We should beware: ICT is dangerous to developing brains

5th June 2009 at 01:00

I am appalled by Sir Jim Rose's proposal that ICT sit alongside literacy, numeracy and personal development at the core of the primary curriculum ("From ABC to ICT", TES Magazine, May 29). Forcing technological tools into the hands of toddlers, via the early years foundation stage, is an act of political violence.

While the UK allows itself to be ruled by political bullying, other countries are taking the trouble to do research. Last week, France announced a ban on mobile phones in primaries, with Rosalyne Bachelot, the health minister, emphasising the danger of brain damage by electromagnetic radiation.

There are three dimensions of danger in ICT: physical, intellectual and psychological. Some public schools have long since dismantled wi-fi, which bathes children in electromagnetic radiation, causing hyperactivity, lack of concentration and long-term neural and physical problems.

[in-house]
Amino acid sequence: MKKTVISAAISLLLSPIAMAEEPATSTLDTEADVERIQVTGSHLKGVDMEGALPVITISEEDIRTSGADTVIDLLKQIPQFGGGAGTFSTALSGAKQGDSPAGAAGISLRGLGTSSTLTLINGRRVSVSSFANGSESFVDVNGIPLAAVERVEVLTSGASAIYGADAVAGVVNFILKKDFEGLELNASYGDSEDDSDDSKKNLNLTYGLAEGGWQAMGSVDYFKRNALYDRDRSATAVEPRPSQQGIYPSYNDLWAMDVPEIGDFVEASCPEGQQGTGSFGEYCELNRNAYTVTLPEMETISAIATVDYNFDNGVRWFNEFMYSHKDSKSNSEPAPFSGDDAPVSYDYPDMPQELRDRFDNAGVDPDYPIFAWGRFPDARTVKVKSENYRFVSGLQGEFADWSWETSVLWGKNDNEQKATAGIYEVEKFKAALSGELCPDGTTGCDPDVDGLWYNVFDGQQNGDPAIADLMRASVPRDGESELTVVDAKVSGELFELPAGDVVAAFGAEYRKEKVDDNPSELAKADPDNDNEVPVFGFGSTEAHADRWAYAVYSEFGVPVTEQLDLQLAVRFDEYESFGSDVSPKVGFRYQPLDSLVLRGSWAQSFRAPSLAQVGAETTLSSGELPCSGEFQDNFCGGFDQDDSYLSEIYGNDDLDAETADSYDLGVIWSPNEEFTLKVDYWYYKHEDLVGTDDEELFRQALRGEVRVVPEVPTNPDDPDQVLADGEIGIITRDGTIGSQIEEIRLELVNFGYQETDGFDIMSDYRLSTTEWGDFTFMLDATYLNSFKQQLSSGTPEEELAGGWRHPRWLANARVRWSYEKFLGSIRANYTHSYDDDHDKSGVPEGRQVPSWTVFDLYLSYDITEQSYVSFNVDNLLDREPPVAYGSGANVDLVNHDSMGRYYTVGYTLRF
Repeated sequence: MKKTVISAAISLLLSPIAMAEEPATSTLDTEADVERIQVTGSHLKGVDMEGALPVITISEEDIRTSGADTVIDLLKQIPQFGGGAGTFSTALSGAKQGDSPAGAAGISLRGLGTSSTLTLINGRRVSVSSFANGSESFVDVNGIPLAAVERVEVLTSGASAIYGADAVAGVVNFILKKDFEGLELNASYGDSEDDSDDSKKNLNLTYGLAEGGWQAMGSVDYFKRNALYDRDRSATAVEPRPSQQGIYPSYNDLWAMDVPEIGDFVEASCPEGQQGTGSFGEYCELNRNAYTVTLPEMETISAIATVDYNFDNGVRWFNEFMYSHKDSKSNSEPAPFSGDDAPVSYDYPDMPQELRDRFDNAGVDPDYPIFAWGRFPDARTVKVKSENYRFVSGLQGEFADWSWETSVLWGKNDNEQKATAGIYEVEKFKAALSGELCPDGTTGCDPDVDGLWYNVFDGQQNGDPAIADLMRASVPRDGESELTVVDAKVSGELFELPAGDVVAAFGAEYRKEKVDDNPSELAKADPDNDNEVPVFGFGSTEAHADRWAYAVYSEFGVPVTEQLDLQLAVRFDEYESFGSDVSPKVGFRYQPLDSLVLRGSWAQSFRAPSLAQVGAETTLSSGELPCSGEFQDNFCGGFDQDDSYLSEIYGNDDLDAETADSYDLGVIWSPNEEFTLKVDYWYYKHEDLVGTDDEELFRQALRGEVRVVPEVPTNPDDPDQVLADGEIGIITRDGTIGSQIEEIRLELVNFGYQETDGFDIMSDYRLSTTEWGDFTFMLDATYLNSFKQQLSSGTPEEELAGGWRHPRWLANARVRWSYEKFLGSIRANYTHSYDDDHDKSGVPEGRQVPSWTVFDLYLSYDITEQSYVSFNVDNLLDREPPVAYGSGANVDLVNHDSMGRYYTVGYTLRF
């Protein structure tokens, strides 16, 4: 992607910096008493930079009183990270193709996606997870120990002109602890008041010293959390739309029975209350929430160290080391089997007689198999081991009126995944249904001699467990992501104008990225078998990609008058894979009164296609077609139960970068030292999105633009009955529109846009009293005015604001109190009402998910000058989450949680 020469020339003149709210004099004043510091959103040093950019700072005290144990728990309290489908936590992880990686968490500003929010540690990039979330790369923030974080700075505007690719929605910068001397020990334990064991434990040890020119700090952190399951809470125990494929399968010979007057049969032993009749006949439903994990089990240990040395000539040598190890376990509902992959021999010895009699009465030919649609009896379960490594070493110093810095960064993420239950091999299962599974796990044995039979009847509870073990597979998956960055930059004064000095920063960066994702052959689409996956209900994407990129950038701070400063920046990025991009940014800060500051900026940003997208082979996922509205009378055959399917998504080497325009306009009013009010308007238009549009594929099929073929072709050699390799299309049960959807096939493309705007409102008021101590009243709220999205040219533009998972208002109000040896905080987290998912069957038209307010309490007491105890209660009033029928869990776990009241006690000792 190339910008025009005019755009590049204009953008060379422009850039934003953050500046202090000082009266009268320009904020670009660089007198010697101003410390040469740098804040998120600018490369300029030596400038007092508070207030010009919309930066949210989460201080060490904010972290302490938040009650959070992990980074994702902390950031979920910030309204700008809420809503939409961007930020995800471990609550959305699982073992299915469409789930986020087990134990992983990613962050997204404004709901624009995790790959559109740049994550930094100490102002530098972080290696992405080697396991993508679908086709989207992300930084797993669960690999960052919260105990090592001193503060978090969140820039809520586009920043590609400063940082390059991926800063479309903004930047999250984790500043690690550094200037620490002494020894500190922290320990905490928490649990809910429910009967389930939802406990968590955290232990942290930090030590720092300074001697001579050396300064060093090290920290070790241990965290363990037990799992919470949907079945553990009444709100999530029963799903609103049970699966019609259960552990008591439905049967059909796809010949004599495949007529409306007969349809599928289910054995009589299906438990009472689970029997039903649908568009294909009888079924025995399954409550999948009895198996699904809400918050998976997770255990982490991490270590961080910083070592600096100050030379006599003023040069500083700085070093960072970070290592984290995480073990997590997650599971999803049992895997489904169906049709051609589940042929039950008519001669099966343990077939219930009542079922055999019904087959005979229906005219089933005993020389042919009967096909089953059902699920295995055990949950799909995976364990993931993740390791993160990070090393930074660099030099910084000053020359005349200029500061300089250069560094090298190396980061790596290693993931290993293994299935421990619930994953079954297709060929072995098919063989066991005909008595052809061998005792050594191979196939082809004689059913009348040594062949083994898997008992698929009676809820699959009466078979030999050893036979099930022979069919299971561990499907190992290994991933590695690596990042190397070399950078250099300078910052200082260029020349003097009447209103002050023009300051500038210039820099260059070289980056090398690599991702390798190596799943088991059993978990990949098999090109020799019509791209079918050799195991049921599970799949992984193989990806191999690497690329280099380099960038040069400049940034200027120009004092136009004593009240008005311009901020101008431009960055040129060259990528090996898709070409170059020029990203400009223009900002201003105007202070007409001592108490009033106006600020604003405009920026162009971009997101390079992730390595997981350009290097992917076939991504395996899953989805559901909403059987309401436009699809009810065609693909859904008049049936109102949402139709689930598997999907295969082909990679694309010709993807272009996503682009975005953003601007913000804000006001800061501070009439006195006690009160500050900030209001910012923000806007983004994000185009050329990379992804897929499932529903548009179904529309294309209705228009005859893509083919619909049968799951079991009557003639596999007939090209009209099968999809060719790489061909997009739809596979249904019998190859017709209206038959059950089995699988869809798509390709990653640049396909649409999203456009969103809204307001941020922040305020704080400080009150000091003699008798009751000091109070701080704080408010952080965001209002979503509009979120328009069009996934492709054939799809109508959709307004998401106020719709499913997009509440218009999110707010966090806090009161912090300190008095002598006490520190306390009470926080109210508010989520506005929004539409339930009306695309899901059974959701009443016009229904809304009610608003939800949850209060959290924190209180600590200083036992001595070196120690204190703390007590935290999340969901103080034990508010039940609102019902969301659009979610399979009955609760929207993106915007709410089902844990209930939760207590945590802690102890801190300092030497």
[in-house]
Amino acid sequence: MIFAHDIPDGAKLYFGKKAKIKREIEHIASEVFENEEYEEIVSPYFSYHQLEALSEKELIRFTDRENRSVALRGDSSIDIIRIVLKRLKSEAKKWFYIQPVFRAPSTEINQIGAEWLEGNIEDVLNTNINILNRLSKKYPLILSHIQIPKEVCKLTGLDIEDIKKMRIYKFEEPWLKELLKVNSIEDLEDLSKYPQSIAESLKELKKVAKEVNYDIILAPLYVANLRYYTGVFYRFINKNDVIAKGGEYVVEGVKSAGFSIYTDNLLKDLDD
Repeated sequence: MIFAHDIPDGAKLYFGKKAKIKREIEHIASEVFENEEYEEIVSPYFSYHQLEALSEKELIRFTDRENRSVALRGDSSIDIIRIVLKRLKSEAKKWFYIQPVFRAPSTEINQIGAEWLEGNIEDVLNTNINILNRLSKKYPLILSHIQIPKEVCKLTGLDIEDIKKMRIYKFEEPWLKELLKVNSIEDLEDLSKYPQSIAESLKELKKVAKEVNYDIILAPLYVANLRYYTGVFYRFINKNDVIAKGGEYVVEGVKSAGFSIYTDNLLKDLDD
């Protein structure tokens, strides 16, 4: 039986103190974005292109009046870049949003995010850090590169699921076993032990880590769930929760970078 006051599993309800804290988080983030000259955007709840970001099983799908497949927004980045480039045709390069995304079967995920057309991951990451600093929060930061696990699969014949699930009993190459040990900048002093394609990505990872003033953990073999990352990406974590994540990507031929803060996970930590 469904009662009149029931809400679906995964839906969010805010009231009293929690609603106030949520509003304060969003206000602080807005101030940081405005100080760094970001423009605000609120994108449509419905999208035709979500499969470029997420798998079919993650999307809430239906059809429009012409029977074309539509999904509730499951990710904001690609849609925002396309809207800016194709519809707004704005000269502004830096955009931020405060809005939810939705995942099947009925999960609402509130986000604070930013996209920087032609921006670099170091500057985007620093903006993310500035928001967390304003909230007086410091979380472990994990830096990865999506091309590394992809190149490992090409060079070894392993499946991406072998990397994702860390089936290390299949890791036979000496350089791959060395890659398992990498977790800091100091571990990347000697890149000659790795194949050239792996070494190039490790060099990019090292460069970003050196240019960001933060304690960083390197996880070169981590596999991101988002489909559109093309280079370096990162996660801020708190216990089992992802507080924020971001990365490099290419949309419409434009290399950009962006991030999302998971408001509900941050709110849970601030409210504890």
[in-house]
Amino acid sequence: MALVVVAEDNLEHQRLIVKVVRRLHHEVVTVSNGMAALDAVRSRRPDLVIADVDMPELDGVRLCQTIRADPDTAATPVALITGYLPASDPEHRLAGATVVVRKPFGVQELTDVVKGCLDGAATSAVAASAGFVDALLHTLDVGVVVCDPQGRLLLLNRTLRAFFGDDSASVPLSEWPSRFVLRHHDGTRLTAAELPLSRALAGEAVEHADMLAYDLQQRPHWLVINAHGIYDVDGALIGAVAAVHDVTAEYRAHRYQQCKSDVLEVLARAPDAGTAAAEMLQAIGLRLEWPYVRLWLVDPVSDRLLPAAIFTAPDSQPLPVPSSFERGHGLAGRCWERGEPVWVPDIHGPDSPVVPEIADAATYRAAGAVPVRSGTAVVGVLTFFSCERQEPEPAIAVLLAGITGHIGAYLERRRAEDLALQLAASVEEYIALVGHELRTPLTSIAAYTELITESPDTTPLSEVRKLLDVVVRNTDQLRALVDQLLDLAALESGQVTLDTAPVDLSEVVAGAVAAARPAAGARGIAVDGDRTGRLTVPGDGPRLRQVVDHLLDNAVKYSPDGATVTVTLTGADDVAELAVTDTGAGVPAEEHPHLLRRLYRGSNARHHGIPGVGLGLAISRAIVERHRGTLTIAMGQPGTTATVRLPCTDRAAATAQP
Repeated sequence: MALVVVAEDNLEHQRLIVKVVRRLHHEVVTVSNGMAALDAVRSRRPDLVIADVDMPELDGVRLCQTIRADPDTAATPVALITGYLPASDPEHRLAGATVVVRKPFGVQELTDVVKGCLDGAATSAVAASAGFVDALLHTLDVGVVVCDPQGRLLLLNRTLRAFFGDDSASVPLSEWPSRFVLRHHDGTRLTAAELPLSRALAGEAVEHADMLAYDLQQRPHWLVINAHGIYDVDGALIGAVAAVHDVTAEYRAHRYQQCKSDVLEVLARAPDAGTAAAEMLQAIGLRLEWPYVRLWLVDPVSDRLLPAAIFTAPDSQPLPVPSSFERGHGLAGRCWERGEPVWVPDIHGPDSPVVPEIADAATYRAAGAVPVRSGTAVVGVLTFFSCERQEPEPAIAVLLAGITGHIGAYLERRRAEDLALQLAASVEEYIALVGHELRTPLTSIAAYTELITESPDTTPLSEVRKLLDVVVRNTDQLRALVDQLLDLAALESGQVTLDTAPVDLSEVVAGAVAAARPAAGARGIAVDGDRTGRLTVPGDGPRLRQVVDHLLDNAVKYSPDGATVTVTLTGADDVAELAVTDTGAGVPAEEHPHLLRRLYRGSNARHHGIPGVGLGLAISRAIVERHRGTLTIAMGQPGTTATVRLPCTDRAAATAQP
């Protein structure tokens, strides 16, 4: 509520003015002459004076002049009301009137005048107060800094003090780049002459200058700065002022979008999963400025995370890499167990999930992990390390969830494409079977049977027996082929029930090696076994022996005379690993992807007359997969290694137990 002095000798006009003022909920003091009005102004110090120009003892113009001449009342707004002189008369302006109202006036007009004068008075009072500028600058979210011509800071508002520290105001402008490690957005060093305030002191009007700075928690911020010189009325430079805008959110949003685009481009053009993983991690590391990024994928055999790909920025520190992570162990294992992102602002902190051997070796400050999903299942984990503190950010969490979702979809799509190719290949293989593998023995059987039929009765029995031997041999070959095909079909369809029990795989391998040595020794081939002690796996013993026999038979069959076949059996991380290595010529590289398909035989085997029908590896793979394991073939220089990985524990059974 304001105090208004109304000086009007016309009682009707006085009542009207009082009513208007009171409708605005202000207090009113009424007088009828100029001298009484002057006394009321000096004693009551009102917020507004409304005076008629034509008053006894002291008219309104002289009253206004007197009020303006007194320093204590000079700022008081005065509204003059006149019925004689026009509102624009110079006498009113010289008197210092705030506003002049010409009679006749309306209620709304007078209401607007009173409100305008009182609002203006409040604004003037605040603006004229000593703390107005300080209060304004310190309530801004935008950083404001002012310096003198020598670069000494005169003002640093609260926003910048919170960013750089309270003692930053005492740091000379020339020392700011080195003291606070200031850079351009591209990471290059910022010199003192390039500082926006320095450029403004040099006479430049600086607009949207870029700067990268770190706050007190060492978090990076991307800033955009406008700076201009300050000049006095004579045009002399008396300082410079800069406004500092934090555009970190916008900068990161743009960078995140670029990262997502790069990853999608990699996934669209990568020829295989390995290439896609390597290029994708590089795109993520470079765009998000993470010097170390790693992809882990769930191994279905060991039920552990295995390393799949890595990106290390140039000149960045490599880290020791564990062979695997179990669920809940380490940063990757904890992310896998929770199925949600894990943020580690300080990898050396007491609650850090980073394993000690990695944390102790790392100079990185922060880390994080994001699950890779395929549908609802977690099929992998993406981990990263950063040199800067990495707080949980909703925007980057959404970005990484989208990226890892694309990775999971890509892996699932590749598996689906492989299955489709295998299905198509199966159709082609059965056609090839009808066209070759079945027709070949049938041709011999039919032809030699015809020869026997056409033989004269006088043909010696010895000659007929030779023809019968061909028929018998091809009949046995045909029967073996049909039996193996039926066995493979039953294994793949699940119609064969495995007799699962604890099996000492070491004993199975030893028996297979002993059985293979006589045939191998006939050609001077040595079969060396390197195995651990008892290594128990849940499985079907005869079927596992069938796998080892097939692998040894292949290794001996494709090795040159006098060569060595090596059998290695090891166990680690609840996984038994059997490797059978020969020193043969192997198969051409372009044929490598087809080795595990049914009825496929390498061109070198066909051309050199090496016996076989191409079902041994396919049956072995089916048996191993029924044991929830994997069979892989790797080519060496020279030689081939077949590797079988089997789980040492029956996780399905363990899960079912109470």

Learning is largely a process of absorption and 95 per cent of all mental processes are unconscious. The modus operandi of computers is binary processing, and this may contribute to children becoming more robotic, unable to develop dialectical skills.

Psychologically, when isolated in front of a screen, children are missing out on all the complex social interaction with their peers.

Grethe Hooper Hansen, Retired teacher, Batheaston, Bath.

Subscribe to get access to the content on this page.

If you are already a Tes/ Tes Scotland subscriber please log in with your username or email address to get full access to our back issues, CPD library and membership plus page.

Not a subscriber? Find out more about our subscription offers.
Subscribe now
Existing subscriber?
Enter subscription number

Comments

The guide by your side – ensuring you are always up to date with the latest in education.

Get Tes magazine online and delivered to your door. Stay up to date with the latest research, teacher innovation and insight, plus classroom tips and techniques with a Tes magazine subscription.
With a Tes magazine subscription you get exclusive access to our CPD library. Including our New Teachers’ special for NQTS, Ed Tech, How to Get a Job, Trip Planner, Ed Biz Special and all Tes back issues.

Subscribe now